Men and women suffer from grandiosity in different ways. Men tend toward fantasies of omnipotence, women of uniqueness, Judith Thurman posited in a 2002 essay on Catherine Millet. This latter claim — that womanhood is somehow allied with the pursuit of singularity — lies at the center of Thurman’s new essay collection, Cleopatra’s Nose: 39 Varieties of Desire, an insightful composite of two decades worth of her writings for the New Yorker. Impressive in their range yet grounded in a common sensibility, the essays of Cleopatra’s Nose, taken together, represent a cultural history of extravagance at the turn of the millennium, from its fashion icons (Balenciaga, Armani) to its fads (artisanal tofu, exercise bulimia). The collection occasionally loses sight of its overarching conceit, proving stronger when it remains in the world of couture than when it ventures into literary criticism, but these conceptual detours rarely detract from Thurman’s authority as an arbiter of culture. She has a knack for describing textures — those of both fabrics and lives –in a way that captures the longing, and indeed the variousness, of our collective desires.-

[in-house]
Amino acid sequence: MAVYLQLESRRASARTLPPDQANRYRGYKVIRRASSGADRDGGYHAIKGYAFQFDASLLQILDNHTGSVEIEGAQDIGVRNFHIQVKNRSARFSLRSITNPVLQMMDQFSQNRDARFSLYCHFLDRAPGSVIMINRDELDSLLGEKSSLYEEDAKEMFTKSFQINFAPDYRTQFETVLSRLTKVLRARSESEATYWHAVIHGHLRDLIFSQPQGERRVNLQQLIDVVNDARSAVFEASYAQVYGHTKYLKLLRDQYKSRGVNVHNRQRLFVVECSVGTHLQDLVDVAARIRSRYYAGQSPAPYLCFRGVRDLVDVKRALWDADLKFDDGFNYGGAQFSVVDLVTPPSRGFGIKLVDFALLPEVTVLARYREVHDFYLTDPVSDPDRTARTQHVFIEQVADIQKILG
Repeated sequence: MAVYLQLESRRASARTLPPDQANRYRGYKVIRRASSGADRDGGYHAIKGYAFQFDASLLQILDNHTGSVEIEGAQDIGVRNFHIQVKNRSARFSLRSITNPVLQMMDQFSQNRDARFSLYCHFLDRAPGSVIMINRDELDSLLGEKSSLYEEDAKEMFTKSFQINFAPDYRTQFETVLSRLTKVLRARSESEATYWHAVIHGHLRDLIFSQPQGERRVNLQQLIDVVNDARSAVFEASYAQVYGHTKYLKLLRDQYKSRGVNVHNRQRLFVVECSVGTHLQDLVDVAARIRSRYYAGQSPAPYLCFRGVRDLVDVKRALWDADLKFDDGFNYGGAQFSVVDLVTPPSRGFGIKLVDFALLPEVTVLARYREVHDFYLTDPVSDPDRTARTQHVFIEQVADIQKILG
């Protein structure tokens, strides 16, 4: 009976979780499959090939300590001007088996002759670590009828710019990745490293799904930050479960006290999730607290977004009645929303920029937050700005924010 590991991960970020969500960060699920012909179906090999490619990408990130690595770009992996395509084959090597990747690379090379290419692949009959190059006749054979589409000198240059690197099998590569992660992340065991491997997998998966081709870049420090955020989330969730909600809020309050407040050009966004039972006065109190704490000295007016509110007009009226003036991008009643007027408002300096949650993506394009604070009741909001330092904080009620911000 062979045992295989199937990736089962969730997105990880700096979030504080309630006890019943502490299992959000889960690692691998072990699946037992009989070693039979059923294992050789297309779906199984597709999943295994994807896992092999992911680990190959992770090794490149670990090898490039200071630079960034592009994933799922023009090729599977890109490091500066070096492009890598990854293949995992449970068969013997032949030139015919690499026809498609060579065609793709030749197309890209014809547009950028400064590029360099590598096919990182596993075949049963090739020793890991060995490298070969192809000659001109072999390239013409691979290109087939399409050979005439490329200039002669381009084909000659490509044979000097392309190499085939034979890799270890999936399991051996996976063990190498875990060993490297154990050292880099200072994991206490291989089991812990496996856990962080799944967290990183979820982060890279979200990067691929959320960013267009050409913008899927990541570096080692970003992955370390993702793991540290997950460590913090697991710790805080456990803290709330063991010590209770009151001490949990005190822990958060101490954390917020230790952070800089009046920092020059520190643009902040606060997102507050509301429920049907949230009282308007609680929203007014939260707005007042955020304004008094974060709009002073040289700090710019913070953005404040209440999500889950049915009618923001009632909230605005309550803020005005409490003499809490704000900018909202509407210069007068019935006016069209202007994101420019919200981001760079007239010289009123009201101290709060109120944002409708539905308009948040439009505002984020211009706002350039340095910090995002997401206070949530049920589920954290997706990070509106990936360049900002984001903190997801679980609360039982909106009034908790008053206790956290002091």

About the Author
Amelia Atlas's reviews have appeared in the New York Times, the New York Sun, and N1BR, among others. She blogs about books at www.ameliaatlas.com.